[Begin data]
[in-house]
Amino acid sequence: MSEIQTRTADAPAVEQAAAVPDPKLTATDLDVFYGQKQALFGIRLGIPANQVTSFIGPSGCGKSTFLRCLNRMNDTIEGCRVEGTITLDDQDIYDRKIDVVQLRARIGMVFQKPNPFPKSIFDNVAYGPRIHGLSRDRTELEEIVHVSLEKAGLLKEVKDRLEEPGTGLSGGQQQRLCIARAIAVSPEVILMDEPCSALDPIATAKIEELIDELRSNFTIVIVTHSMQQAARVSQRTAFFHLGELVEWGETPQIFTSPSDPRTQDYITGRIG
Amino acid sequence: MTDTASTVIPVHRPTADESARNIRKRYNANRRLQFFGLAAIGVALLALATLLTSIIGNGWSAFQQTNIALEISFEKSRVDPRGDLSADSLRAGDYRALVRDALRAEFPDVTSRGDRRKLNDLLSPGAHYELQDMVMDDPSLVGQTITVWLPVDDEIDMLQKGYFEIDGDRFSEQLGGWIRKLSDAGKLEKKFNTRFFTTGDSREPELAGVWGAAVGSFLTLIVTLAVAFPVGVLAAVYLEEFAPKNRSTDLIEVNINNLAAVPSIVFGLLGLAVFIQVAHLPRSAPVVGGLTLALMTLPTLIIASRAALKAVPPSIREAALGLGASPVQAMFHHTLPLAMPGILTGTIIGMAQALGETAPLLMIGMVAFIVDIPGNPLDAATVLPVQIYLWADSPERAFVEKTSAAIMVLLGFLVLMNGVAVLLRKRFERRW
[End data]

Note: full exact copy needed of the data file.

[in-house]
Amino acid sequence: MSEIQTRTADAPAVEQAAAVPDPKLTATDLDVFYGQKQALFGIRLGIPANQVTSFIGPSGCGKSTFLRCLNRMNDTIEGCRVEGTITLDDQDIYDRKIDVVQLRARIGMVFQKPNPFPKSIFDNVAYGPRIHGLSRDRTELEEIVHVSLEKAGLLKEVKDRLEEPGTGLSGGQQQRLCIARAIAVSPEVILMDEPCSALDPIATAKIEELIDELRSNFTIVIVTHSMQQAARVSQRTAFFHLGELVEWGETPQIFTSPSDPRTQDYITGRIG
Amino acid sequence: MTDTASTVIPVHRPTADESARNIRKRYNANRRLQFFGLAAIGVALLALATLLTSIIGNGWSAFQQTNIALEISFEKSRVDPRGDLSADSLRAGDYRALVRDALRAEFPDVTSRGDRRKLNDLLSPGAHYELQDMVMDDPSLVGQTITVWLPVDDEIDMLQKGYFEIDGDRFSEQLGGWIRKLSDAGKLEKKFNTRFFTTGDSREPELAGVWGAAVGSFLTLIVTLAVAFPVGVLAAVYLEEFAPKNRSTDLIEVNINNLAAVPSIVFGLLGLAVFIQVAHLPRSAPVVGGLTLALMTLPTLIIASRAALKAVPPSIREAALGLGASPVQAMFHHTLPLAMPGILTGTIIGMAQALGETAPLLMIGMVAFIVDIPGNPLDAATVLPVQIYLWADSPERAFVEKTSAAIMVLLGFLVLMNGVAVLLRKRFERRW